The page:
The spacious tea trolley with two trays in perforated steel was designed in 1953-54.
The trolley is connected by steel tubes, includes a newspaper holder and has rotating castors. It comes with colored trays with a black base -White and Black, Grey and Black and Black and Black.
Mathieu Mate?got creates his legendary pieces in 1950s. The three-legged Nagasaki Chair is Mate?got ?s best known piece. Besides the trolley the collection consists of Nagasaki chair, Nagasaki stool, Kangourou sofa table, Dedal shelves, Coatrack, Demon shelves and Copacabana collection. All models are made of powder- lacquered steel.
Mathieu Matégot (1910 - 2001) was a Hungarian designer and architect. After studying at Budapest's school of art and architecture, he settled in France in 1931. He was a volunteer in the French army, was captured and not released until 1944. After returning home, he started producing handmade furniture in Paris. Matégot's organic forms and lightness of touch create a sense of joy and the ground breaking and innovative techniques that he applied resulted in unique aesthetics and furniture designs. He was the first person to combine metal tubing with perforated sheet metal; ritigulle, a technique he patented and also a pairing that particularly characterizes his work.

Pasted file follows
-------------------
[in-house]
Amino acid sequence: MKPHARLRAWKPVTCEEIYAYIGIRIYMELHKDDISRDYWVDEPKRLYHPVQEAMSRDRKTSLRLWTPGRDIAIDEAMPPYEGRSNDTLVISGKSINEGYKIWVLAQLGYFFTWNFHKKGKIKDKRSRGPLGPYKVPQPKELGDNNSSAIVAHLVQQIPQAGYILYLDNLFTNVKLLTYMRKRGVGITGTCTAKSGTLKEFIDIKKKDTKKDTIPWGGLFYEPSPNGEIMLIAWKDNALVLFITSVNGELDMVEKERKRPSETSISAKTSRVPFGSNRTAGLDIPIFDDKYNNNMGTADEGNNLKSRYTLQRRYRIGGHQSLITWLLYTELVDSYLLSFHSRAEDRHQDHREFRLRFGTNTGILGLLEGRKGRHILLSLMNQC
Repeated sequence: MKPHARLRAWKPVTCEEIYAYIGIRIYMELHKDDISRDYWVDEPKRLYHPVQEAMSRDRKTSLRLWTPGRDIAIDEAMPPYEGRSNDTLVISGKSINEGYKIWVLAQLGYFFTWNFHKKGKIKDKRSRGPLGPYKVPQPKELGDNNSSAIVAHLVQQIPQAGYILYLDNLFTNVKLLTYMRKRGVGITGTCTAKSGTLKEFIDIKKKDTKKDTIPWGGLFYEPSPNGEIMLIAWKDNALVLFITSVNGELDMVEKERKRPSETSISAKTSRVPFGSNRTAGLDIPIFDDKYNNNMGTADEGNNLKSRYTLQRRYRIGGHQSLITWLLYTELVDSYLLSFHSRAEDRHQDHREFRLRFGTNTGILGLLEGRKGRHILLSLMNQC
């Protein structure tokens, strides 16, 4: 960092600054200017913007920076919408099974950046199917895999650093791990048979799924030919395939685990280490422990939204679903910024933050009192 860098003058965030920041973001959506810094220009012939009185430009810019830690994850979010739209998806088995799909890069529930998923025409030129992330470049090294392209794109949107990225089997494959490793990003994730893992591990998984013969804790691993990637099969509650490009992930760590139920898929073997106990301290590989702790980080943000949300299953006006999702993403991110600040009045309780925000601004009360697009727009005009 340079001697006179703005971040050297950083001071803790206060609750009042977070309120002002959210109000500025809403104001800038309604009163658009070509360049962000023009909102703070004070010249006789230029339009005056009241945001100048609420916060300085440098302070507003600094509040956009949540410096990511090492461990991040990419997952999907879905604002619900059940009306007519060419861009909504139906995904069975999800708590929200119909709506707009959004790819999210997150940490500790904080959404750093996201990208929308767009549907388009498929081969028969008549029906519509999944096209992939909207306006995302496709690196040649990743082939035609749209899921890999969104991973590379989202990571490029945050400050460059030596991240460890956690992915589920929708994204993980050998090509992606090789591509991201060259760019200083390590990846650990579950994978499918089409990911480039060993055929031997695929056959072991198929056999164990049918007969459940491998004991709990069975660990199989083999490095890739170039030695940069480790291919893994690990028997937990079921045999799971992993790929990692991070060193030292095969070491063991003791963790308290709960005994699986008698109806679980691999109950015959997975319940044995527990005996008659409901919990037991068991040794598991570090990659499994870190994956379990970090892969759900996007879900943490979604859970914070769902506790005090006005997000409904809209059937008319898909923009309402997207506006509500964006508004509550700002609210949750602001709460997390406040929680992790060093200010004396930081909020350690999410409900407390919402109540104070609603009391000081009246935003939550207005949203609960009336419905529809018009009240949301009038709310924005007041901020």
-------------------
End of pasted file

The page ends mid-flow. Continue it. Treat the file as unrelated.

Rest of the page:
Like many of his peers Mategot travelled the world in search of inspiration, techniques and upon return transformed these impressions into his own unique designs and interpretations. Wether it was industrial processes or aesthetics, he always collected and interpreted - he even patented and set up his own production to apply these new technologies into his designs, He was a true innovator of his time!
In the 1950's - also the one decade - that he devoted to the design of furniture and interior accessories, he created a wide range of distinctive designs that today is considered iconic and contemporary. To ensure quality in the production of his own designs - Matégot set up two of his own workshops - Société Mategot, one in Paris that employed up to twenty workers and a second in Casablanca, Morocco. Both manufactured in limited numbers for up to 200 items and continued until 1959 when Mategot abruptly ended his production and began his work on tapestry, which he would continue for the rest of his career.